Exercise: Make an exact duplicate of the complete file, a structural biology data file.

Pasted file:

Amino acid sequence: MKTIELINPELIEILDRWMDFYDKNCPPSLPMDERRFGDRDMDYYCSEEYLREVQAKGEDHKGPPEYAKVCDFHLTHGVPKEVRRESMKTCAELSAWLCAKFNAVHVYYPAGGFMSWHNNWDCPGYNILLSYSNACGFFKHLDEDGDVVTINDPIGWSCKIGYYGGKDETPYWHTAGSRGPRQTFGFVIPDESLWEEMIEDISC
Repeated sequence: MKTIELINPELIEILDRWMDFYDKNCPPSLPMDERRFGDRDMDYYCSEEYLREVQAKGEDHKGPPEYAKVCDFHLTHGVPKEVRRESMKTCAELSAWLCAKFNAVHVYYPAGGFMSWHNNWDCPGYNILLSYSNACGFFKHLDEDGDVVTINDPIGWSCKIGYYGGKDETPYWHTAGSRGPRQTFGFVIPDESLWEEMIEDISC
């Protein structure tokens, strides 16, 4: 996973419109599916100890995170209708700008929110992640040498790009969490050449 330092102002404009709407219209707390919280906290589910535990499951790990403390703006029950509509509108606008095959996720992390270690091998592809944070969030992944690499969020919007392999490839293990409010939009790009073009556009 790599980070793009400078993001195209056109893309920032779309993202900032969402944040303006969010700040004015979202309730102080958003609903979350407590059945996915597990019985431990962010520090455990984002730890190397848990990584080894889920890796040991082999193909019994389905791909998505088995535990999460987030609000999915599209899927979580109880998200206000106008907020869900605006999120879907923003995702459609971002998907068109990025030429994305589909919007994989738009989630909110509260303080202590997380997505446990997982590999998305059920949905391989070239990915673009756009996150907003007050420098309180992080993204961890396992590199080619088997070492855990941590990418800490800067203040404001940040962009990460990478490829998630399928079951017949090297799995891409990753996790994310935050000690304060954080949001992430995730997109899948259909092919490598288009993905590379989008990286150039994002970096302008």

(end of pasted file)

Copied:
Amino acid sequence: MKTIELINPELIEILDRWMDFYDKNCPPSLPMDERRFGDRDMDYYCSEEYLREVQAKGEDHKGPPEYAKVCDFHLTHGVPKEVRRESMKTCAELSAWLCAKFNAVHVYYPAGGFMSWHNNWDCPGYNILLSYSNACGFFKHLDEDGDVVTINDPIGWSCKIGYYGGKDETPYWHTAGSRGPRQTFGFVIPDESLWEEMIEDISC
Repeated sequence: MKTIELINPELIEILDRWMDFYDKNCPPSLPMDERRFGDRDMDYYCSEEYLREVQAKGEDHKGPPEYAKVCDFHLTHGVPKEVRRESMKTCAELSAWLCAKFNAVHVYYPAGGFMSWHNNWDCPGYNILLSYSNACGFFKHLDEDGDVVTINDPIGWSCKIGYYGGKDETPYWHTAGSRGPRQTFGFVIPDESLWEEMIEDISC
């Protein structure tokens, strides 16, 4: 996973419109599916100890995170209708700008929110992640040498790009969490050449 330092102002404009709407219209707390919280906290589910535990499951790990403390703006029950509509509108606008095959996720992390270690091998592809944070969030992944690499969020919007392999490839293990409010939009790009073009556009 790599980070793009400078993001195209056109893309920032779309993202900032969402944040303006969010700040004015979202309730102080958003609903979350407590059945996915597990019985431990962010520090455990984002730890190397848990990584080894889920890796040991082999193909019994389905791909998505088995535990999460987030609000999915599209899927979580109880998200206000106008907020869900605006999120879907923003995702459609971002998907068109990025030429994305589909919007994989738009989630909110509260303080202590997380997505446990997982590999998305059920949905391989070239990915673009756009996150907003007050420098309180992080993204961890396992590199080619088997070492855990941590990418800490800067203040404001940040962009990460990478490829998630399928079951017949090297799995891409990753996790994310935050000690304060954080949001992430995730997109899948259909092919490598288009993905590379989008990286150039994002970096302008």